The two greatest reasons for BI failures are [1] Assumption and [2] Fear of Failure

Assumptions that your partner is going to provide you all the solutions, that if you involve business in your BI project they will cause unnecessary delays and increase costs,  that the BI project can chug speed full-speed-ahead without any formal documented methodology- i.e. a ‘Global BI Cookbook’, etc.. This is like a Ready-Fire-Aim kind of a BI project.

Fear of failure is the second biggest obstacles to success and we all have to battle it. What separates success from failure is the ability to accept the fear, find out if you are qualified to find the solution and then applying a scientific method out of the mess with consensus of all key stakeholders. The failures prefer to manage in the state of crisis, I’ve met a few that seem to thrive on the daily adrenalin of multiple Sev 1 issues on a daily basis sometime for months on an end. Sev 1 issues should not happen more than a few times a year. Other continues on their current path hoping things will somehow change- which they rarely do.

It is critical to realize that the failure of a BI project is the failure of the enterprise, of its capability to make decisions (till it is fixed) and least of all of the SI.

Often I have sat in ‘Lessons learned’ meetings and have found that people who are afraid of failure treat them as mistakes. Mistakes are not failures. Mistakes are actually your path to success, but only if you avoid them the next time. Mistakes look like failure but are actually solutions in disguise. True failure is not recognizing failure in a timely manner, continuing on a path of failure without changing any of the variables, or blaming someone else for the failure. True failure is quitting. Everything else is a path of learning.

If humans never made mistakes evolution and development would stop. In pharmaceutical and R&D mistakes is the path to success. As Bernard Shaw had stated “Show me a man who has never made a mistake, and I’ll show you a fool”. Anyone who tries will make mistakes and I have made my honest share. However, we must also learn from mistakes. It is ill advised to make the same mistake again and continuously over time and space. In almost every sport it is advisable to firstly go beyond the ‘pain point’ and then go to the edge of failure. This is done to establish a breaking point. The best then take this breaking point further and further and succeed where no person has before. Gold medals are not won by athletes who work within constraints not ones who continue to make the same mistakes.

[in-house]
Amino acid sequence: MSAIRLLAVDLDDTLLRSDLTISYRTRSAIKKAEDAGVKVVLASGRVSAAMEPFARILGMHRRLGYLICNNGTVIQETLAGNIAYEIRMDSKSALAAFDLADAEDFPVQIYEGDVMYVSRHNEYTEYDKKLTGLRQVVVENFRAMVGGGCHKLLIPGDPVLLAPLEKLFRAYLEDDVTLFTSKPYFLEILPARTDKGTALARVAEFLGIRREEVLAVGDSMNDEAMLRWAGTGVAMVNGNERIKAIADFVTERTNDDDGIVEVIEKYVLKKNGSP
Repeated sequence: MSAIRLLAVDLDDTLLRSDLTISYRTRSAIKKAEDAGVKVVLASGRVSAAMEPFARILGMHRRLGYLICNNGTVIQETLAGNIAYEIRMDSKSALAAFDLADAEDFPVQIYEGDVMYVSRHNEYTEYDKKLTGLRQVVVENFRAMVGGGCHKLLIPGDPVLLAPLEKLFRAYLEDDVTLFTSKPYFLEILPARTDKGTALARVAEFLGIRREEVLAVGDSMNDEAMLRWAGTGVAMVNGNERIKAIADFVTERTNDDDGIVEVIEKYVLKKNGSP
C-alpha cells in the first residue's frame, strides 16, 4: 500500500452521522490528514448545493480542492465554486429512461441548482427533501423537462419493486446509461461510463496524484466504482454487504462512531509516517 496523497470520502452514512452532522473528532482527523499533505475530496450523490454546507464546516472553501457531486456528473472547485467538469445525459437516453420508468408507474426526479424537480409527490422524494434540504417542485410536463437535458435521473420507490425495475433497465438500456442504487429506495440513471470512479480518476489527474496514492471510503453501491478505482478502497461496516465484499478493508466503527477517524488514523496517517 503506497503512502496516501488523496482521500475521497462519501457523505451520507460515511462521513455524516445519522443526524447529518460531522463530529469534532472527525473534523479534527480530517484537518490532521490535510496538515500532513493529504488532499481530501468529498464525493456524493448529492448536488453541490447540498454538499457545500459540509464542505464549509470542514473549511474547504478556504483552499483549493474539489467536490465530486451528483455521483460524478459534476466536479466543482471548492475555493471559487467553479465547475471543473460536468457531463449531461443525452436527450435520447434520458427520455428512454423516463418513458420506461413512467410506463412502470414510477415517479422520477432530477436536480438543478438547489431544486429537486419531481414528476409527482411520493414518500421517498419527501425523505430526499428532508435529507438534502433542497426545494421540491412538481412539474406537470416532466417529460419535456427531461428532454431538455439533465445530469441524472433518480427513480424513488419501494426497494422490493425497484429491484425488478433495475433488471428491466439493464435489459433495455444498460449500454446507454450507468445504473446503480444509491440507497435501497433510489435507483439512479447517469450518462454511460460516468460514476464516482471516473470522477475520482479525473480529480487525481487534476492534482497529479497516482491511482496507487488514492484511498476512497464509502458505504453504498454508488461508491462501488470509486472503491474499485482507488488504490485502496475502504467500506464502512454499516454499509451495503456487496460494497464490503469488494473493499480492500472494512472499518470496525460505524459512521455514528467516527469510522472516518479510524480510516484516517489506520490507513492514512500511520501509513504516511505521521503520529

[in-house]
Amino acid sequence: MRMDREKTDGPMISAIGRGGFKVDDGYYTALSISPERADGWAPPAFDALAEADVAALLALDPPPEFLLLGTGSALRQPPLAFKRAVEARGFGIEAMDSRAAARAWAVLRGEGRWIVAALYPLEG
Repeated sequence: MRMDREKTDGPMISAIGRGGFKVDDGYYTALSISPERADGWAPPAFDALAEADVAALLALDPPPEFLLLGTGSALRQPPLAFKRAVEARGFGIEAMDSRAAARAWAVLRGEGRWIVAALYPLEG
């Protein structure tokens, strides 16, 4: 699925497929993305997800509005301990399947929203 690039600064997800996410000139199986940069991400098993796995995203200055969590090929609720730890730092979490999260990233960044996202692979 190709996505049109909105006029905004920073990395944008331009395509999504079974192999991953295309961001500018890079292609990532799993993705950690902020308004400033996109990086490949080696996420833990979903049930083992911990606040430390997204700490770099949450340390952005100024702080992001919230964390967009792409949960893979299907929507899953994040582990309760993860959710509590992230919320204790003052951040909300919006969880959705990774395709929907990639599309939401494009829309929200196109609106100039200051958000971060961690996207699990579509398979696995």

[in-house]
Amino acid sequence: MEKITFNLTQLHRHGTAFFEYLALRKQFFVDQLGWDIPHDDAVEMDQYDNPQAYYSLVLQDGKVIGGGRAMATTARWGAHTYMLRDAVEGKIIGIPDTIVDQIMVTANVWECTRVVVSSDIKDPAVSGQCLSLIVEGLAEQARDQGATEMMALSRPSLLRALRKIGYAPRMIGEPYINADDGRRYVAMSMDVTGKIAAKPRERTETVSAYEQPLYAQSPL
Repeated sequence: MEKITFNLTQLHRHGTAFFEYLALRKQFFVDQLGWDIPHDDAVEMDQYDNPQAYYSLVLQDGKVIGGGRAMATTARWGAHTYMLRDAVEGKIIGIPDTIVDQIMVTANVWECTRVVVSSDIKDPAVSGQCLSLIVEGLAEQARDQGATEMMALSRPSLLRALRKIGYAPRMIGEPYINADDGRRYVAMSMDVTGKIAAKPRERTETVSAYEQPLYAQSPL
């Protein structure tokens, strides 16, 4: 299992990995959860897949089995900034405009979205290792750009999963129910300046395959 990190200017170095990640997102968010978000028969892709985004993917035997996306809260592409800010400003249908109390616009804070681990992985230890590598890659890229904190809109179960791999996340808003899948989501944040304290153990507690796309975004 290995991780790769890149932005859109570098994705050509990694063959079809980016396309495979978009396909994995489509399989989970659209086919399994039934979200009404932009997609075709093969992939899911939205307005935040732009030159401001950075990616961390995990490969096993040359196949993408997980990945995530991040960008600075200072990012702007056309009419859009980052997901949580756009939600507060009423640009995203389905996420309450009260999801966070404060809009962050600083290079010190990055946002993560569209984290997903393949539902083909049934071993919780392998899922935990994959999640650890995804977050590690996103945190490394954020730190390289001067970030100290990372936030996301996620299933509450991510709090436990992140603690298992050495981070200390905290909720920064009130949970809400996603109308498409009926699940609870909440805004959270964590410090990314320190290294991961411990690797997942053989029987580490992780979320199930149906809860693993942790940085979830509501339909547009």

Great players will focus on the times they have failed to remind themselves not to add to that number. Lesser athletes will focus on the times they have won and try very hard to forget the ones they lost. In my life I have learned a hundred times more in failed projects, and my BI Valuenomics book is all the lessons learned from failure- as the scientific principle of all management established in 1897 that by eliminating all failure points our only option is success.

The Silicon Valley is full of the 10th time. i.e. 1 out of 10 ideas will succeed. The ones who succeed wither have uncanny luck or persistence, the ones who never make the same mistake twice and work as a team. The valley is also full of inventory who have held on to their ideas, not sharing, not teaming and they are left standing where they were 5 to 10 years ago.

Successful people look at points of failures, learn from it, establish some form of rule to avoid it the next time and succeed. Failures for them are opportunities to learn. In life one can either lead or follow, but fearful leaders try to do both at the same time and at the most critical moments it is the fear of failure that totally paralyzes their thinking. Henry Ford quoted: "Failure is the opportunity to begin again more intelligently."

So with a failure rate of 70% start with accepting that the probability of failure in your BI initiative is 70%. Recognize that 70% of the BI projects in the known universe will continue to fail all around you (unless you firmly believe that Gartner is a junk company with analyst smoke all kinds of weeds in strange bars and do not know what they write).

Your ‘advisors’ are going to bombard you only with what to do and how they have done it in other customers. However you need to start reading Gartner reports more carefully, speaking to fellow customers on what they did wrong. Follow this through and hire yourself a reputable ‘BI Business Value Architect’ and learn what not to do from them. Train your business stakeholders and arm them with checklists of failure and success criteria’s.

To be ultra successful you have to be able to find your failure points in your mind, find them often and predictably, and then avoid these pitfalls. If unable to do so accurately find yourself a reliable advisor who you can trust to enhance your business deliverables and not just deploy still another BI appliance.

1. Accept Failure is a high possibility in BI (currently at 70% failure rate)
2. Develop and get hold of BI Checklists by each phase
3. Anticipate and avoid failures. When failure happens welcome it and learn from it
4. Apply only scientific principle in BI, not because they are handed to you as such but because they are.